Named World Heritage Site by UNESCO, counts 114 monuments of historical and archaeological interest, among them stand the mosque of Jama Masjid, for its impressive interior courtyard, its porches, beautiful arches and slender minarets.
Worth a visit also Shahr Masjid, with its row of columns, domes and delicate mihrab (niche facing Mecca) and Nagina Masjid with a charming porch.
Beside the village is built on three levels of the Pavagadh Hill, a hill topped by the ruins of a fortress. According to Hindu legend, the hill would be a fragment of the Himalayas that the Monkey God Hanuman took away with him to Lanka in one of the episodes recounted in the epic Ramayana – hence the name Pavagadh, which means “quarter of a hill.”
Later we drive to Jambughoda, hotel accommodations for dinner and overnight.
Later we drive to Jambughoda, hotel accommodations for dinner and overnight.
Breakfast at hotel.Full day excursion to the picturesque town of Chotta Udaipur and characteristic villages of the Bhil and Rathwa.
Chotta Udaipur – The essence of the town, however, is that it lies in the heart of a tribal area with rich indigenous history and culture. Every Saturday there is a haat or tribal market. The town is a good base from which to explore the surrounding tribal villages, particularly in the Rathwa communities. The Tribal Museum is also worth a visit, though of course not nearly as important as day-to-day interaction with people alive today.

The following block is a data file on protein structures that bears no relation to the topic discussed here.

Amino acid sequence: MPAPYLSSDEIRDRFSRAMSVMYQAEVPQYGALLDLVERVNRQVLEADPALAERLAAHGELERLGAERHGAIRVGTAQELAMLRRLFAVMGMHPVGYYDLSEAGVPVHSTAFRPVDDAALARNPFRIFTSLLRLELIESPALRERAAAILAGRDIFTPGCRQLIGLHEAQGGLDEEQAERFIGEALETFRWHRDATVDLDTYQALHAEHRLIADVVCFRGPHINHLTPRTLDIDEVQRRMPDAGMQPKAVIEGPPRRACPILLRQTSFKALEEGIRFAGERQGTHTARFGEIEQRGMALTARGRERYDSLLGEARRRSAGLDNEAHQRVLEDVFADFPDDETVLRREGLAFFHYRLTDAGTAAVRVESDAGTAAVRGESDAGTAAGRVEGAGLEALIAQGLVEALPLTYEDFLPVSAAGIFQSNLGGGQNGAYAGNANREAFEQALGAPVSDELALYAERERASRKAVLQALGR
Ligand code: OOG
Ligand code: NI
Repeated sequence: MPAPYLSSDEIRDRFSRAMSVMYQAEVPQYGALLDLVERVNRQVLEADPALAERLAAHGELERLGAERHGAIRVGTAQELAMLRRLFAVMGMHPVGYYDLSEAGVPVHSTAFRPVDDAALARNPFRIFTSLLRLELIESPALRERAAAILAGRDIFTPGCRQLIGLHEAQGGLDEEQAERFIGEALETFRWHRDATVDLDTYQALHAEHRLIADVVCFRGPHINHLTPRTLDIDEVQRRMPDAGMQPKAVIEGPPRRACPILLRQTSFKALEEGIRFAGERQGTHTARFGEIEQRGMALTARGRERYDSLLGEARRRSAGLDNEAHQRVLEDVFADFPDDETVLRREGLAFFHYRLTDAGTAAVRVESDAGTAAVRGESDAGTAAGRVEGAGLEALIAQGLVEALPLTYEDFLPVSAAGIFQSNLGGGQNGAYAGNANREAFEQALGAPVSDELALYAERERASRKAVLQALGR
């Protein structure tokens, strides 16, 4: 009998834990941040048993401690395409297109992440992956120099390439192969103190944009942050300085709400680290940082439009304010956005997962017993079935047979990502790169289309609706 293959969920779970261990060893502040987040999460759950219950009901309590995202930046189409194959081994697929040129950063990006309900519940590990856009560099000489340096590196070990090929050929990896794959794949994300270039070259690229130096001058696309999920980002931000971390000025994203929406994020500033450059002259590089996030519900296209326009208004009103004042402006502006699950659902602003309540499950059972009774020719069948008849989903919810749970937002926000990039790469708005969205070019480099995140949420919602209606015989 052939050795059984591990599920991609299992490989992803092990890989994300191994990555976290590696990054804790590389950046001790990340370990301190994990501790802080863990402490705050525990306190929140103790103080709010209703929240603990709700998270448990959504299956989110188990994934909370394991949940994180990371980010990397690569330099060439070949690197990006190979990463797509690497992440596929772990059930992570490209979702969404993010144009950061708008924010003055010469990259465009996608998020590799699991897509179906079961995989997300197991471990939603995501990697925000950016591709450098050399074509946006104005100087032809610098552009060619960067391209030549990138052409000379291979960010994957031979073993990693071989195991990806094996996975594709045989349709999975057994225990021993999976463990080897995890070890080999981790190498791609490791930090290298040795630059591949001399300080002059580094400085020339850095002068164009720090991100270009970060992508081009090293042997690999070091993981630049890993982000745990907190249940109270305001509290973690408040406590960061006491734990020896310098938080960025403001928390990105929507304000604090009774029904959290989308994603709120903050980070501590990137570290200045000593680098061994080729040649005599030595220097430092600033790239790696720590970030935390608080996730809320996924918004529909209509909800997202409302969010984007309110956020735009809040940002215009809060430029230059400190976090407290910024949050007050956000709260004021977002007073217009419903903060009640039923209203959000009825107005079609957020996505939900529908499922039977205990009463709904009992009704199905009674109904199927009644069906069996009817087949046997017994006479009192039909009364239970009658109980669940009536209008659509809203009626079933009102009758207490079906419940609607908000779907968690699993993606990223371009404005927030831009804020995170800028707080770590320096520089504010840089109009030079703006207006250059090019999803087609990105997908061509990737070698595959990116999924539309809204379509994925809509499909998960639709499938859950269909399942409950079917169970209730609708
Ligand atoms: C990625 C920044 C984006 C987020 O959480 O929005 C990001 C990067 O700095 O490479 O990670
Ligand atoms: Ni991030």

Overnight at Jambughoda.
Breakfast at hotel. Check out and departure for Poshina (ca. 290 km, approx. 5 h.) enroute visiting Modhera Sun Temple &Patan.
Modhera. This small town has an ancient temple that is now partially in ruins: Temple of the Sun This dates back to 1027 and was built to commemorate a victory against a coalition Hindu Muslim Sultan who raided the area. The temple is characterized by rich decorations and panels carved with bas-reliefs. The shrines of Ganesh, Vishnu and Shiva’s incarnation surround an artificial lake on three sides, while the main temple and complete the rectangle shows 52 columns in elaborately carved. It is architecturally similar to the “Sun Temple” of Konarak in Orissa.
Patan was the capital of an ancient Hindu kingdom before being sacked by Mahmud of Ghazni in 1024. Despite retains few traces of past splendor, has more than 100 Jain temples and is famous for its silk saris”patola”.One of the attractions is a well priciali stepped restored boast some of the most beautiful sculptures of Gujarat. Built in 1050, this well is the oldest of Gujarat and is very well preserved, thanks to restoration work completed in 80 years to remove sediment.